MGA – Malta

The Malta Gambling Authority, better known by the acronym MGA, is one of the most recognisable of all online gambling regulators in the industry. Malta is considered by many to be the home of online gambling, as most top online casinos are actually based on the island. There are many reasons for this, and one of the most important is the fact that Malta features relatively relaxed tax laws. Malta is also home to many financial institutions and, together with an MGA license, allows online sites to facilitate online gambling opportunities from all corners of the globe.

The Malta Gambling Authority was born out of the old Lotteries and Gaming Authority of Malta, better known as the LGA. However, after a complete overhaul of practices and structures in 2015, the name changed to the MGA or Malta Gambling Authority. Today, any online gambling site that bears the MGA seal of approval is virtually guaranteed to be a trustworthy and reliable site, as customers are presented with solid recourse should anything go wrong or in the event of a dispute with the casino.

GLA – Gibraltar

The Gibraltar Licensing Authority (GLA), regulates the online gambling industry and licenses online casinos and poker sites from the island of Gibraltar. The island is one of the oldest hubs for online gambling and was right there at the very beginning of the industry in the early 90’s. Today, the GLA is still one of the leaders in online gambling regulation and licensing and you will find many top online casinos and other gambling sites bearing the GLA seal of approval.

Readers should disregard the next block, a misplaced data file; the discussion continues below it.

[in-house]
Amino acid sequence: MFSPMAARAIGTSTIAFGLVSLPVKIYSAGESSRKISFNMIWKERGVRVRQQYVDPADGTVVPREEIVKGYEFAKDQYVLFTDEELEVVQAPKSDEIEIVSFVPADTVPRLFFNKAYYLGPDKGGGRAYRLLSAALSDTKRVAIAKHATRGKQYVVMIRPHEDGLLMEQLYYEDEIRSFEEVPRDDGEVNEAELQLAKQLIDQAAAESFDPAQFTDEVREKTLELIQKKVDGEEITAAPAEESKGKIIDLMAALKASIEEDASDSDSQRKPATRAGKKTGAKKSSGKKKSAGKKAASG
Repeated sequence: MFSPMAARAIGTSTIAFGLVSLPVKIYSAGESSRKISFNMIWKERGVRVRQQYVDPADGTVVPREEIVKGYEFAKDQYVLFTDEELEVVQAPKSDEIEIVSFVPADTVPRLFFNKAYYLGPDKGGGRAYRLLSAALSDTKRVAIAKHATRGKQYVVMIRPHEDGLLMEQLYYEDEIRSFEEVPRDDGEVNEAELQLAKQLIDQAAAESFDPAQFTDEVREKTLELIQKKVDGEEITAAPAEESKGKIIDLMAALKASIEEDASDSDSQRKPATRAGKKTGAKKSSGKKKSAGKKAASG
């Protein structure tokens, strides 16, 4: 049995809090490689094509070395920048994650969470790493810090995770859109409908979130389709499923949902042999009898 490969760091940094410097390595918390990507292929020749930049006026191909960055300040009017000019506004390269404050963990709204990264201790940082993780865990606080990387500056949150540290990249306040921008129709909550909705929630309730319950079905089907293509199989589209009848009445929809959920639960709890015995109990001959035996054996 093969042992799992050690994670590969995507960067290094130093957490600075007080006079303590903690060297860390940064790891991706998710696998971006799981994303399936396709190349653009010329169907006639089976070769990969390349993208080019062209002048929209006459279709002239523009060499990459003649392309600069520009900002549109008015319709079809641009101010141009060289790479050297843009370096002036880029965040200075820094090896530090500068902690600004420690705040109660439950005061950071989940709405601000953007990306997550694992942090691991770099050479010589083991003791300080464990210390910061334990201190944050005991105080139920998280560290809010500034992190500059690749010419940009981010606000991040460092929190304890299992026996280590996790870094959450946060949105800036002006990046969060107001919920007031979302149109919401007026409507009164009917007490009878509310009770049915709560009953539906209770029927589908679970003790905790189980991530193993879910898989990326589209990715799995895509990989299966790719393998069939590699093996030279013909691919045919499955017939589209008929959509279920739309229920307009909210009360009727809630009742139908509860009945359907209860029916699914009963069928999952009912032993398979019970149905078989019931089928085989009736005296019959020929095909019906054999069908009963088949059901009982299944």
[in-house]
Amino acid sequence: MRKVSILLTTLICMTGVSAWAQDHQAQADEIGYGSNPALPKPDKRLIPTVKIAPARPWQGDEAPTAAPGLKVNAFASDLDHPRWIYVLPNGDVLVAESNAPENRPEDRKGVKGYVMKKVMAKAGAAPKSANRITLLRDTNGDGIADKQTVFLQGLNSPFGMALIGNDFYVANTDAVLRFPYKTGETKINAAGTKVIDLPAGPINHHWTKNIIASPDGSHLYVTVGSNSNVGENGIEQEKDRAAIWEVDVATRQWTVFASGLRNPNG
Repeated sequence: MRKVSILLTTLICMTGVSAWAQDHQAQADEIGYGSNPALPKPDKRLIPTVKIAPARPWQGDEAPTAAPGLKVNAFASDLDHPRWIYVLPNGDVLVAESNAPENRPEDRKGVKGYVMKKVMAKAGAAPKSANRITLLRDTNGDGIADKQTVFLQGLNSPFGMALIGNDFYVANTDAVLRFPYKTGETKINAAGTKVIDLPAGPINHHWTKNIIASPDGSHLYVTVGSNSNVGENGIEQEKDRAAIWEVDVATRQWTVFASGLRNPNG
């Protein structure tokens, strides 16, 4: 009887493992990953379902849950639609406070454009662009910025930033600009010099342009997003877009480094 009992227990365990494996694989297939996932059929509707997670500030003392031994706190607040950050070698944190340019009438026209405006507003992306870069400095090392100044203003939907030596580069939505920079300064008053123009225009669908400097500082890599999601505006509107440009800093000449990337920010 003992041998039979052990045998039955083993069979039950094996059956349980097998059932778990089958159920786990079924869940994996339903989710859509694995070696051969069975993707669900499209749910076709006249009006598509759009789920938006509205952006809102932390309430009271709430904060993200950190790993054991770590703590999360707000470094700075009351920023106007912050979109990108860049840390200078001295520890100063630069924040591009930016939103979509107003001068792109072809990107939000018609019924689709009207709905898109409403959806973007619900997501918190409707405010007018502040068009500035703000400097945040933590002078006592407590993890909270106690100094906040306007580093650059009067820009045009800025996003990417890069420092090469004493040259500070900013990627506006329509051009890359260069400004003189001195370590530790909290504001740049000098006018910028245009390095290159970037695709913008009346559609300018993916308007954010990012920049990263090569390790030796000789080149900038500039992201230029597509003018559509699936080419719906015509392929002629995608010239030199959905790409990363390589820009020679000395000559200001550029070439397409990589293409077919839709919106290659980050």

There are many similarities between Gibraltar and Malta as far as the online gambling industry is concerned. Both offer highly favourable tax rates and both facilitate licensed online gambling operators to offer legal virtual gambling facilities to players from around the world. In fact, you will find at least two dozen of the world’s most reputable online gambling sites are based on this tiny island off the coast of southern Spain.

AGCC – Alderney

The island of Alderney lies within the British Channel Islands and, like other islands within this group, is a self-governing region of the British Crown. However, it is important to note that Alderney and other islands such as Jersey, are not part of the United Kingdom, nor do they form part of the European Union. Established in 2000, the Alderney Gambling Control Commission, or AGCC, is perhaps not quite as well-known as some of the other European gambling regulators that we’ve covered so far. However, the AGCC is on the fast track to becoming one of the most attractive regulators in Europe for a number of reasons.

For starters, the AGCC offer all online gambling companies that set up shop on the island, a zero percent tax rate and set a single annual membership fee. In addition, like the MGA and GLA, an AGCC license allows operators to offer their products to a world-wide audience. Interestingly, the AGCC played a major role in the world-wide shutdown of Full Tilt Poker in 2011, after numerous complaints regarding non-payments from the site to players.